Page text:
The mayor is the person seen as the leader of the Council and the town, and the mayor should act accordingly. Much of what the mayor does to provide leadership, to set the tone for the management of the town and to ensure robust communication with the residents and the staff happens outside of Council meetings. The mayor needs to lead by example. The powers of the mayor, are really the leadership skills needed to run a professional level organization such as our town. To do so the mayor needs to be open, to be fair, to encourage discussions even when they may be difficult ones, to hold everyone to treating each other with respect during meetings and discussions. The mayor needs to be sure all voices are heard; communication is the key to good decisions. The mayor needs to move the Council and staff to make decisions and to act on those decisions in a timely manner. The mayor needs to be able to be up front with residents and staff when it is time to say we cannot do that, or we cannot afford that. When someone points out a decision, policy or process that needs to be changed, the mayor can offer advice based on deep institutional knowledge of local issues. The position of the mayor is all about doing what is best for the town and our residents; the position of mayor is leading and expecting all the elected officials and staff to do the same. The mayor is a bridge between the residents and the local government, a bridge that needs to be open to all, a bridge that serves all. To me the job when broken down to the basics is fairly simple: be open and honest, understand you are not the expert on everything, listen to others, and make the decisions that need to be made. My prior elected service reinforced that residents want to be listened to and have their thoughts/suggestions/concerns seriously considered.
The top issue to me is communication. Ensuring the town continues to build on what has become excellent methods of communication reaching out to our residents over these few months. But the reverse is critical, easily available ways for our residents to reach out to the ‘town” to voice concerns and share ideas. This will need to be an evolving effort as the rules of social engagement continue to change. Repurposing duties of some staff to address this seems likely.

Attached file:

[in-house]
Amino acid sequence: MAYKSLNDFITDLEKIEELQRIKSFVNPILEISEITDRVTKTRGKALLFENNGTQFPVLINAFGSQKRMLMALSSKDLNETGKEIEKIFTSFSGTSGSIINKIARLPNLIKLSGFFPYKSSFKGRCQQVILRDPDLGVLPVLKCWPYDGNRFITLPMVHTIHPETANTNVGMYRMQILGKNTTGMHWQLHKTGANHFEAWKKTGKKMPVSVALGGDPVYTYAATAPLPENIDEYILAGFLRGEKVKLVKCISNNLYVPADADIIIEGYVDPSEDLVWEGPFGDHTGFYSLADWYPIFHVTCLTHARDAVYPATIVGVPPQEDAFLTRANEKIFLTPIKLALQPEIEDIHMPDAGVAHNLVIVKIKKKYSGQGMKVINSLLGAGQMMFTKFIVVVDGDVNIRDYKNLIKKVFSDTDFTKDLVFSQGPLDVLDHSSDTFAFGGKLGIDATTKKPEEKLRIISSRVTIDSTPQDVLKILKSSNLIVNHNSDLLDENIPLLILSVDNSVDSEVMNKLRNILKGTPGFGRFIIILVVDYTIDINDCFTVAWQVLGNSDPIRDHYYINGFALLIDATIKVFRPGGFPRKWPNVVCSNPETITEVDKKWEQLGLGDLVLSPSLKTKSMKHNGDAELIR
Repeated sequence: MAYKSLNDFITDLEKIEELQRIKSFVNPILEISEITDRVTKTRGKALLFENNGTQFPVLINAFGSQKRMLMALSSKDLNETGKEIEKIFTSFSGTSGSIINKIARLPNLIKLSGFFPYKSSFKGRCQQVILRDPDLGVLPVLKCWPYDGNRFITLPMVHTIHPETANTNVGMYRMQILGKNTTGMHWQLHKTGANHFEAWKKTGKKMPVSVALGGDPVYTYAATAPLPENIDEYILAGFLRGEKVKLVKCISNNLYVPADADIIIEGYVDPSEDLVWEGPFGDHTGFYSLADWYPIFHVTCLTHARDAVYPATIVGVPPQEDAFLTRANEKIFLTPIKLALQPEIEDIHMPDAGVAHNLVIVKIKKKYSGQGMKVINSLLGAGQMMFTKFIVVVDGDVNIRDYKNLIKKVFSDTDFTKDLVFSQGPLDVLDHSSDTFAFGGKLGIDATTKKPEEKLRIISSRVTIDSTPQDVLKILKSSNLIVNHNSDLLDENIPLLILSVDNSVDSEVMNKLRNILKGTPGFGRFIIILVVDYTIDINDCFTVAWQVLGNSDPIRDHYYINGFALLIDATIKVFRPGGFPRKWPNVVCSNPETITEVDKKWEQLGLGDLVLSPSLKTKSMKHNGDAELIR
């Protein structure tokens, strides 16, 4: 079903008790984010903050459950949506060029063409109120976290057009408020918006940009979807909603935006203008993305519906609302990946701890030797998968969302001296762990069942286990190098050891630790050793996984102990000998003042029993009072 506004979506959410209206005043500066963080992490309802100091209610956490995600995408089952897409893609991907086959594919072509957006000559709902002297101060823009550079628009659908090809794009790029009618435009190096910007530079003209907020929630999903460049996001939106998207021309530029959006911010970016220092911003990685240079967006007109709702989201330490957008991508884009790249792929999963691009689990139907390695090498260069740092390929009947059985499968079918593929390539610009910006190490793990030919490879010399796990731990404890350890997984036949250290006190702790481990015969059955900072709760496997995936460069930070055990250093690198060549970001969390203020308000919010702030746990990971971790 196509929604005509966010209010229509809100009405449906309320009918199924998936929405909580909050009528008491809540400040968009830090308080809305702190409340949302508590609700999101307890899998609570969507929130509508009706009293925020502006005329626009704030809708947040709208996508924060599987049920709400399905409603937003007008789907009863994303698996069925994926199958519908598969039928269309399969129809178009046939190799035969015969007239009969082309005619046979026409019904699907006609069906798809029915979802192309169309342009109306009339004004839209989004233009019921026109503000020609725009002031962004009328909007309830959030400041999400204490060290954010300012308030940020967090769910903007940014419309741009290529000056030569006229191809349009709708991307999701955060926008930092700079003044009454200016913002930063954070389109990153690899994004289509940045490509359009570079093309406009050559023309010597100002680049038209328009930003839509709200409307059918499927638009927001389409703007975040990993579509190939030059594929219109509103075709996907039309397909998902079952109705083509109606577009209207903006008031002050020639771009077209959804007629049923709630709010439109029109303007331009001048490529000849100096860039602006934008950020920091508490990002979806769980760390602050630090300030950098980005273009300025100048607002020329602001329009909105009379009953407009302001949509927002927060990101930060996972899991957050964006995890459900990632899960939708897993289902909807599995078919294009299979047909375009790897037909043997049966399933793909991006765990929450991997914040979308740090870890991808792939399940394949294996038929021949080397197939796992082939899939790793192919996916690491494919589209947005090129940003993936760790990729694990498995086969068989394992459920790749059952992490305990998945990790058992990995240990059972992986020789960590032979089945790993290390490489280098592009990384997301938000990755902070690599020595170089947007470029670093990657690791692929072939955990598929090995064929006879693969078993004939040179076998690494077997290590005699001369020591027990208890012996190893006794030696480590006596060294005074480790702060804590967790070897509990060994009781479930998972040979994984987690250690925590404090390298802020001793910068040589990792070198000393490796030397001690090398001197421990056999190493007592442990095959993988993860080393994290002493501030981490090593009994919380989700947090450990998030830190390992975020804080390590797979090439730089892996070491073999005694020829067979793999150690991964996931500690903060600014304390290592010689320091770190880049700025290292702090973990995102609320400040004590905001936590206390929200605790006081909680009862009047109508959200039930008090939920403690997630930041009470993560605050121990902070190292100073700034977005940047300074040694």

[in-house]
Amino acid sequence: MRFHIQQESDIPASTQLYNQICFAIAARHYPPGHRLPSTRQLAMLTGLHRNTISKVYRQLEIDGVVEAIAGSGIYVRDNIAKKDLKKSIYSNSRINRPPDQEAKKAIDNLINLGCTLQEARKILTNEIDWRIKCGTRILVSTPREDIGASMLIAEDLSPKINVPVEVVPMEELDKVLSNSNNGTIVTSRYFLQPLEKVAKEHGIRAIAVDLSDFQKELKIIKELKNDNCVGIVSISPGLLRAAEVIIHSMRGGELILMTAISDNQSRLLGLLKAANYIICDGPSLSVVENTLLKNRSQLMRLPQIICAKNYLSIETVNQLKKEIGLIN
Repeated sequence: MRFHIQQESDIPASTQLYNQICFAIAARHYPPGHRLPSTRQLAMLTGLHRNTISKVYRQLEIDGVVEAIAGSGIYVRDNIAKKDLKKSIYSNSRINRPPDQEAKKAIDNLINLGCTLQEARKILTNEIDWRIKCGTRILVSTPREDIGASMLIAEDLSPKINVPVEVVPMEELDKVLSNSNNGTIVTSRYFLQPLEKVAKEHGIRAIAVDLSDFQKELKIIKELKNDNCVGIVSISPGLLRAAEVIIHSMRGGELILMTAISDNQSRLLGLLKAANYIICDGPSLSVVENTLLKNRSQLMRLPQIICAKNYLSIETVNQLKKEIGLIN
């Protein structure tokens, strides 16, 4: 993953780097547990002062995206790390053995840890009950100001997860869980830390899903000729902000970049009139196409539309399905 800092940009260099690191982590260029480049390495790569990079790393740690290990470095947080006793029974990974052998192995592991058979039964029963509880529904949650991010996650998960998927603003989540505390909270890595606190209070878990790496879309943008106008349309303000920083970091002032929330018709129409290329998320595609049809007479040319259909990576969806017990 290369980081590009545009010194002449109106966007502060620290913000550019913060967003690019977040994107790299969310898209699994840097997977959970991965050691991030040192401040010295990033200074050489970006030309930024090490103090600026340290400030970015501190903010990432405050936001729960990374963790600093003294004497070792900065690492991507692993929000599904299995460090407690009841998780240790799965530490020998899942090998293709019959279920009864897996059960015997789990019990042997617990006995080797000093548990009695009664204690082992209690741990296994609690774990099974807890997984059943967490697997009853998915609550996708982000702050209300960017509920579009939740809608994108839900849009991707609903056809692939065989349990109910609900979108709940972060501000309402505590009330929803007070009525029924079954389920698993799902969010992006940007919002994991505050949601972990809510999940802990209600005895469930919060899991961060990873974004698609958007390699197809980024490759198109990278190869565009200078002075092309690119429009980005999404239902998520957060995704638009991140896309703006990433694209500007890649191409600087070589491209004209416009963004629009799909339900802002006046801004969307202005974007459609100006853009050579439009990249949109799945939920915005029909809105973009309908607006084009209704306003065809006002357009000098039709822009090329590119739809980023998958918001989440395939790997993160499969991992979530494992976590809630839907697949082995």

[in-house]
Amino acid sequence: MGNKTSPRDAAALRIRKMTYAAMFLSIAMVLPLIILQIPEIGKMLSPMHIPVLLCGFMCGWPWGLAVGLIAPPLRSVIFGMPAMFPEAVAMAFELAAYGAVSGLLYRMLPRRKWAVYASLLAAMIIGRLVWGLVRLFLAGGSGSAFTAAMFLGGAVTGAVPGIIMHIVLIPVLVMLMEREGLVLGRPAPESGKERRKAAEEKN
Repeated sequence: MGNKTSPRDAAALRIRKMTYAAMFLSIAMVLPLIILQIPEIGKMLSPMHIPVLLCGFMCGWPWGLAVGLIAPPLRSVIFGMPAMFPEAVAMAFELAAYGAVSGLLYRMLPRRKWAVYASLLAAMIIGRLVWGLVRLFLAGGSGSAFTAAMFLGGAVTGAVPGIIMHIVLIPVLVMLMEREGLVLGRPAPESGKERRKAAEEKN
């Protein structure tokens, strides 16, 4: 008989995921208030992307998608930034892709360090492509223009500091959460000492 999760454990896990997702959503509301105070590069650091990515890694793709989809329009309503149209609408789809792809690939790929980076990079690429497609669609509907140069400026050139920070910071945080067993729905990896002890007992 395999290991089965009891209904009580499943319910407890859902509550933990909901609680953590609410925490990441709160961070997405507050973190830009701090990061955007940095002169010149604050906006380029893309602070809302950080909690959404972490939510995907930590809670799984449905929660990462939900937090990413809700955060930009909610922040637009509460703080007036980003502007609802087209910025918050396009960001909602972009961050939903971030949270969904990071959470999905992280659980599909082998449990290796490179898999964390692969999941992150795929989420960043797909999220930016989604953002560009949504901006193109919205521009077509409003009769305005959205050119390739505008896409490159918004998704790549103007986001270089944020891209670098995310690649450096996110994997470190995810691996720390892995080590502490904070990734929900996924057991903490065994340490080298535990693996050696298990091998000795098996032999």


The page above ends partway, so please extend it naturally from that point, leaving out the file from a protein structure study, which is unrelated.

Due to a limit on how many words this answer can be, I cannot touch on all the issues facing us; but I have tried to list a number of the significant ones here.
• Housing is an issue on a number of levels. We as a town need to work to provide housing to people at many different income levels. The diversity of our population is a key part of why Princeton is so special, we need to foster and continue that diversity through our planning, zoning and housing decisions.
• We have an underserved population, people that work in many of our businesses who face challenges and whose personal situations make it hard for them to speak out and use our services. Having our staff communicate regularly to explain their rights and what services are available to them is one way to help. A number of organizations exist that help people in our community with food, financial support, and other issues. Working with them, coordinating as much as possible our municipal efforts and their efforts will work to everyone’s benefit. Current efforts related to COVID-19 relief show how well this can work.
• The well-being of our business community and further economic development are important issues that impact all of our residents. This impacts jobs, it impacts taxes, it is another key element of what makes Princeton, Princeton. We need to develop plans to grow commercial/business areas of our town to expand that percentage of our tax base. Our business district along Nassau Street and nearby streets needs to be kept clean and well maintained.
• Efforts to expand the working relationship between the Princeton School Board and school staff with the Council and town staff would continue and hopefully continue to grow.
• Working more with the Mercer County Executive, County Administrator and the County Freeholders is a goal of mine. Are we leveraging County services to the degree we can? Improving and building this relationship further is important to me.
• Another relationship to continue to build is between the town and the University. This needs to evolve into more of a partnership. A world class institution like Princeton University needs to be partnered with a town that has successful business districts, that provides quality schools, that provides quality housing at all income levels to attract staff, administrators and professors. Many of the needs and plans of the town and the University are tied to each other. Working together in ways that help each with both the common and individual goals of each is the direction I want to grow.